The College has elected to institute a grade designation of (FS), Failure-Stopped Attending, to differentiate from a student who has completed the course, but failed to make a passing grade and one who has ceased participation in the course. The College further has a requirement that faculty provide a last date of participation for students who receive FS grades to determine whether a student has unofficially withdrawn.
To serve as documentation that a student who received all “F” grades had not unofficially withdrawn, the College’s policy requires instructors to award the “F” only to students who earned the “F”, i.e., completed the course but who failed to achieve the course objectives. The policy also requires that instructors award FS to students who failed to complete the course (typically due to stopping participation).
Under this policy, if a student received at least one grade of “F”, the student would be considered to have completed the course and, like a student who received at least one passing grade, would not be treated as an unofficial withdrawal. A student who did not officially withdraw and did not receive either a passing grade or an “F” in at least one course must be considered to have unofficially withdrawn.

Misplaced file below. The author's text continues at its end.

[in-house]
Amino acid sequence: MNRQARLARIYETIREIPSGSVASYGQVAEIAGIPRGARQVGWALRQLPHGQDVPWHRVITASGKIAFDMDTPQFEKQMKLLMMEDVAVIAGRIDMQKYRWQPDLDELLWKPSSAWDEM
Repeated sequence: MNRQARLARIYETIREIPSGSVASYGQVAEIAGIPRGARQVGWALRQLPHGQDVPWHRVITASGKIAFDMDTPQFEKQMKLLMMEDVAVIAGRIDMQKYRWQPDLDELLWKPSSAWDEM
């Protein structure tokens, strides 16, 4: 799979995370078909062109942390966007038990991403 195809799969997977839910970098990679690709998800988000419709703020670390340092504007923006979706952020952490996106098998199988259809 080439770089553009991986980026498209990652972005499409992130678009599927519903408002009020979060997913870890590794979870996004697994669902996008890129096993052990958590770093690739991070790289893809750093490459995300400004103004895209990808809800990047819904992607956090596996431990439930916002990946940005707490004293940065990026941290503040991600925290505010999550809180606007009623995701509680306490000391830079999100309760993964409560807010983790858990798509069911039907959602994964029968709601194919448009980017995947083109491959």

The withdrawal date for an unofficial withdrawal for institutions not required to take attendance is the midpoint of the period of enrollment or the last date of an academically-related activity in which the student participated. The Office of Financial Aid will perform a Return of Title IV Funds (R2T4) calculation using the date entered by the instructors as the Date of Withdrawal.
FS grades require a last date of participation to be entered at the time of grade entry. If more than one instructor provides a date, the later date will be used. If the last date of participation cannot be determined, the midpoint (50%) of the period of enrollment will be used as permitted by Federal regulation.
The updated enrollment status and last date of participation will be transmitted to National Student Loan Data System. Loan repayment and grace period will be based upon the last of date participation, not the end of the term.
Students identified as unofficial withdrawals will be notified of the withdrawal date, the percentage of refund adjustment used in the calculation and any balance due to the College after adjustments to institutional charges and financial aid payments.